Are you looking for a way to combine your love of the outdoors with a business you can really sink your teeth into? Running an outdoor supply makes perfect sense. You already understand the audience because you are the audience—and what’s more, you know what makes a difference to your own outdoor adventures.
You won’t be swayed by fads or trending products – and you can deliver that to your own customers.
But when it comes to starting a store, there are a couple of things you’ll need to keep in mind.
Who, What, Where?
The first thing you need to think about is who you will be. What is your business name, and what does it convey? Make it count. What will you be selling? Perhaps you want to work with specific brands that you enjoy, or perhaps you want to go into a deeper niche, where you hand-make (or a team makes) outdoor goods with materials from Rockywoods. Where is important too? Will you be online? Or is a brick-and-mortar store your big dream?
Answer those questions first before you start planning anything else, and once you have them solidified, register the business legally.
Money, Money, Money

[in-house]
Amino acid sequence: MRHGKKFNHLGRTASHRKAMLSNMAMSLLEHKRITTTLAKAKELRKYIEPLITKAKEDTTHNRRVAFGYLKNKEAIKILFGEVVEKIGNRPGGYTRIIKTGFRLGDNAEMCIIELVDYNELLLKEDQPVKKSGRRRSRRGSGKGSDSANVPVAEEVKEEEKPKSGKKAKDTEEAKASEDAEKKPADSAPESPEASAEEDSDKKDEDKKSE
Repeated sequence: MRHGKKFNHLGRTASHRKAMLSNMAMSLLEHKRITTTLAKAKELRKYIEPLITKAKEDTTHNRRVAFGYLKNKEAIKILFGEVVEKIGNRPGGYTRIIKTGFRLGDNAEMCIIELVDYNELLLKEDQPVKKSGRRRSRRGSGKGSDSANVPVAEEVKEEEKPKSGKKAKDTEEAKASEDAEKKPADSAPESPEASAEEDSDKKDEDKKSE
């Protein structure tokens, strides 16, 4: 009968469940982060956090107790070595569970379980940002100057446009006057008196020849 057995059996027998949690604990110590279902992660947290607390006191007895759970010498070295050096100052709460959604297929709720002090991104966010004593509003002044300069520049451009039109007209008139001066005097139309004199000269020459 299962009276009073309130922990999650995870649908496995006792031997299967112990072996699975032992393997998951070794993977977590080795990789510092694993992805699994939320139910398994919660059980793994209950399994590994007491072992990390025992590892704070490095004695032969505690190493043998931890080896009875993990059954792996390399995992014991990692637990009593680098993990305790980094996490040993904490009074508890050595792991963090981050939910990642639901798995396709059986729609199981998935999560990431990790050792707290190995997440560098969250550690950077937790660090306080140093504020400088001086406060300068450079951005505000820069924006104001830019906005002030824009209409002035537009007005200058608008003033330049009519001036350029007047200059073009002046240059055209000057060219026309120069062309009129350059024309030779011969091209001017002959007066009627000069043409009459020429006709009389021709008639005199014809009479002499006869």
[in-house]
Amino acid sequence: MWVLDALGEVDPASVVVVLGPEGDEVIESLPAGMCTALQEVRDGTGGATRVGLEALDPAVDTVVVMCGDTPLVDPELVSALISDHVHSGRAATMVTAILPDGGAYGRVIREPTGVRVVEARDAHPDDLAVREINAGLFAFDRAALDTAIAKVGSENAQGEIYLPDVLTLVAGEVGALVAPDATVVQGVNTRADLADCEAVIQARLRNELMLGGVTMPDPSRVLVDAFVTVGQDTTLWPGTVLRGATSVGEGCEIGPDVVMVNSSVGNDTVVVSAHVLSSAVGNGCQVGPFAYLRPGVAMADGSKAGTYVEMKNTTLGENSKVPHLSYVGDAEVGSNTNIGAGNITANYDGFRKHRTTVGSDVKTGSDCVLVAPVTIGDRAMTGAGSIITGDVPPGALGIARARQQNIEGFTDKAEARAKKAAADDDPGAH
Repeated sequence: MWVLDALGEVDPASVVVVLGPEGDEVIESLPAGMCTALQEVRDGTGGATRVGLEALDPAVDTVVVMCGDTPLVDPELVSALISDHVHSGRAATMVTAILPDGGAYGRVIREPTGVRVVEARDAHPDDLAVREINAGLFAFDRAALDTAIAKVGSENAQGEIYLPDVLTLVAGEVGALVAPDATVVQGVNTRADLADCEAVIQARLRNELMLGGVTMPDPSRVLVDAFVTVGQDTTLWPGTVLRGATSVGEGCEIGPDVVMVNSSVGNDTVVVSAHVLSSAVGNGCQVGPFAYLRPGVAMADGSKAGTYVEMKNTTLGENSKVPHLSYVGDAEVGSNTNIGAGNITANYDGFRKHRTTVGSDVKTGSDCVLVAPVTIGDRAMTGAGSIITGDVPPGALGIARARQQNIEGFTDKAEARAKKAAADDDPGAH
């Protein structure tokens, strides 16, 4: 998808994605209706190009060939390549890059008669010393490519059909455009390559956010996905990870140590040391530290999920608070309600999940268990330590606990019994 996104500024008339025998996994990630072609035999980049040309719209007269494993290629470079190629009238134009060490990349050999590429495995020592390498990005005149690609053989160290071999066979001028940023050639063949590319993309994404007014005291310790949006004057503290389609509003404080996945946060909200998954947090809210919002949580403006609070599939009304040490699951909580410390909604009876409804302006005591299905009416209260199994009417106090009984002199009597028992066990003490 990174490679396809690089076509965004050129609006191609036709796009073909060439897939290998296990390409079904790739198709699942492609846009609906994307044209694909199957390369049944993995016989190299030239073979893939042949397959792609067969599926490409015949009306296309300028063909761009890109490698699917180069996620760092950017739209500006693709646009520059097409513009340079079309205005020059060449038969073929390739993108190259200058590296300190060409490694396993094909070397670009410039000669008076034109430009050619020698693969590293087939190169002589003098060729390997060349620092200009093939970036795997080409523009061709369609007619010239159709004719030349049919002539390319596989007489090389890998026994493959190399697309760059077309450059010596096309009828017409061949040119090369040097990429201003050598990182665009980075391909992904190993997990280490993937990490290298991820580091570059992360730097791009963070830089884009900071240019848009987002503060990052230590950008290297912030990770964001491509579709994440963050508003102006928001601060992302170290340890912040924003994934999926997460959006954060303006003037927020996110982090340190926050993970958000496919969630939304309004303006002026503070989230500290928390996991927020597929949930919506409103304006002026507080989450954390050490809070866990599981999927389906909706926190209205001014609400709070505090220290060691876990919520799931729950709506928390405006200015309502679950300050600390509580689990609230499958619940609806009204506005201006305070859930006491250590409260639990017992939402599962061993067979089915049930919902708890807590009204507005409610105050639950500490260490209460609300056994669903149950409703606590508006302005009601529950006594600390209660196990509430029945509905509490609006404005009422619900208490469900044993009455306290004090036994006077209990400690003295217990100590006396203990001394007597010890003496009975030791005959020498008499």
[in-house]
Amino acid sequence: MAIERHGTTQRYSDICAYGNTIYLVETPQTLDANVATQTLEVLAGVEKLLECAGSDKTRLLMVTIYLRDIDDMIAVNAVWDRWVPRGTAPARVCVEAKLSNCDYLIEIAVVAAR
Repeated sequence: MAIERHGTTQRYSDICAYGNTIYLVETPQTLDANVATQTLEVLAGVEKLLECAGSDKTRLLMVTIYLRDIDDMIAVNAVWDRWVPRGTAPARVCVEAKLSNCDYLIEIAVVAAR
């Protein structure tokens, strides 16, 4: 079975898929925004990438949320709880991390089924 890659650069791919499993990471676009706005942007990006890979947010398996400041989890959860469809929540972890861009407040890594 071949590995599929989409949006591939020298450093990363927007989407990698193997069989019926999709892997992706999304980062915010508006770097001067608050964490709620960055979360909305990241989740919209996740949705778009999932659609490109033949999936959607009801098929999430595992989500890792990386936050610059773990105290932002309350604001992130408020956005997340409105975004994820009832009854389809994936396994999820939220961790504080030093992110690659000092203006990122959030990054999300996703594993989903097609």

Any business that will hold stock is going to need to have some capital to start with. You might have your own savings that can be put towards it, but most of the time, businesses will need investors and loans/grants to start up. Each of those has its own pros and cons, and your personal financial situation will have an impact on what you can and cannot apply for.
You’ll need to factor in:
- Storage &/or shop rental
- Fixture and shop kit
- Website, marketing, and signage
- Phone systems, computers, and internet
An online-only store has significantly fewer overheads, but you will still need to factor in storage. Price up all of the materials costs, and when you have a figure, you can start to look at start-up financing. Try to avoid doing things on personal credit, and keep business and personal accounts separate.
Perhaps the reason you are keen to open your own outdoor store is because you have seen a substantial rise in them. You’ve seen a gap in the market and have an idea of how to make your brand stand out. Long-established outdoor store brands have been around for a while for a reason, and there is a lot to be learned from them. However, you should always be looking at what they lack and what your USP is.
Take some time to look into who you’d consider to be your competition, both locally and nationally. Spend time in their stores, look at their social media, and use all of their public data as research. The more profoundly you understand your competition, the better you will be able to make a dent in their customer base and find where you fit and how best to market yourself.
A mistake that many start-ups make is that they focus on one type of marketing, but your customer base might need a mix; here are some tips for choosing the right marketing for you: Traditional Marketing vs. Digital Marketing: Which Approach is Right for Your Business – Advisory Excellence.